The importance of good strikers really hits home to me when I look back at my own career. I think it would be fair to say I played some of the best football of my career during seasons that ended in disappointment for the team. Yet, I’ve finished some seasons without the same level of personal consistency and won promotion. The difference in promotion-winning seasons hasn’t been down to my performances or that of the defence, but more often than not the teams’ ability to put the ball in the net. There are two seasons that come to mind that I think highlight the difference strikers really make.

In my first two years at Wolves, we kept the most clean sheets in the league with 18, yet only managed 5th and 7th place due to our profligacy in front of goal. During pre-season in my third year at the club, we were looking strong. Previously we had added the best striker in the league, Sylvan Ebanks-Blake. Sylvan was accompanied by Andy Keogh and Sam Vokes. A fantastic trio of strikers at that level but still missing something to help us cross the threshold and into the Premier League. Chris Iwelumo was signed late in July and it was like the final piece in the jigsaw. All of a sudden we went from being a team that struggled in front of goal to having a plethora of strikers with a range of qualities and, most importantly, they could all find the net.

We won 15 out of the first 19 games. I wish I could say it was down to our fantastic defence or tiki-taka style of football, but truth be told, the difference from previous seasons was we could punish teams and capitalise on our chances. Anyone that watched or played against us that season will tell you how ruthless we were in front of goal. If we were playing well and creating chances, it could be a rout. If we weren’t at our best, our strikers would score out of nothing. It was the recipe for success. If the opposing team somehow did manage to stop Ebanks-Blake or Iwelumo, which was rare, then on would come Keogh or Vokes. When you play in a team with options like that, you feel like you can beat anyone. That confidence makes you such a dangerous proposition, while if you don’t have confidence in your team scoring, you feel very fragile.

The antithesis for this was my third season at Sheffield United, which was our second year in League One. We were top on Boxing Day and riding the crest of a wave. Sean Miller and Dave Kitson had formed a great partnership up top and were supported by Nick Blackman out wide, who was a regular source of goals and assists. As if struck by the same curse that had seen us lose Ched Evans the year before, Sean Miller suffered a season-ending knee injury on Boxing Day and Nick Blackman was sold in January. We lost our two best goal threats in one month. We went on to record a club record 21 clean sheets that season but could only finish fifth. We had four consecutive 0-0 draws at Bramall Lane. That is unheard of and certainly not the sign of Champions. There is not a doubt in my mind that had we not lost Miller to injury and kept Blackman, or at least adequately replaced them, Sheffield United would have returned to the Championship. Instead, we meekly surrendered in the playoff semifinals to Yeovil. We managed one goal over the two legs. The previous season, we had managed one goal in three playoff games and ultimately lost in the final on penalties.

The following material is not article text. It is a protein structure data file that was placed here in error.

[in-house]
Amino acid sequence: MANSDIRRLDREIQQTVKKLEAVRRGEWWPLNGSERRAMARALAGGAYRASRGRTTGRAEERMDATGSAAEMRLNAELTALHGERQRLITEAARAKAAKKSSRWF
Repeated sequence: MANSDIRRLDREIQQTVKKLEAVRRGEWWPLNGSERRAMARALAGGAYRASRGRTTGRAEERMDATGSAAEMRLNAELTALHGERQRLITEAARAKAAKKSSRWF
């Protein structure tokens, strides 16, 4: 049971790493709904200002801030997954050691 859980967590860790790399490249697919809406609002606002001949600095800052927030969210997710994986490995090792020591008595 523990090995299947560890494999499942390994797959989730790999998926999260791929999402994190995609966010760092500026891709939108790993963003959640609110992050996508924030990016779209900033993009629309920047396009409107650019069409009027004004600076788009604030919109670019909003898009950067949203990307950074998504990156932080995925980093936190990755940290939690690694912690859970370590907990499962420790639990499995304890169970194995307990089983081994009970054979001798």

At the end of the season we had a clean sheet record and, on a personal note, I had scooped more than a few Player of the Year awards, yet the season finished as one of the most disappointing of my career. I would have swapped all the personal accolades for promotion and enthusiastically applauded our striker as he walked on stage to pick up all the awards and receive all the adulation if I was sitting with a league winners medal around my neck thanks to his goals. A look through the history books and you will struggle to find a team that won trophies without a twenty goal a season man.

One of my favorite teams of all time was the Manchester United treble winning team that had a quartet of strikers that was second to none. Cole, Yorke, Sheringham and Solsjkaer. I think it is fair to say history would be different if it hadn’t been for these guys. That United team was never beaten as it could always rely on a goal from one of these players. During that 98/99 season who can forget the late goals against Liverpool in the FA Cup or the European final against Bayern Munich? Coming off the bench Sheringham and Solsjkaer both notched a goal to grab victory from the jaws of defeat. These goals changed the whole context of their season. The difference between David May holding a Champions League medal or not came down to the quality of the teams’ strikers. At any level it I think it is vital to have options up top. It not only can change the whole dynamic of a game but can change a clubs’ history.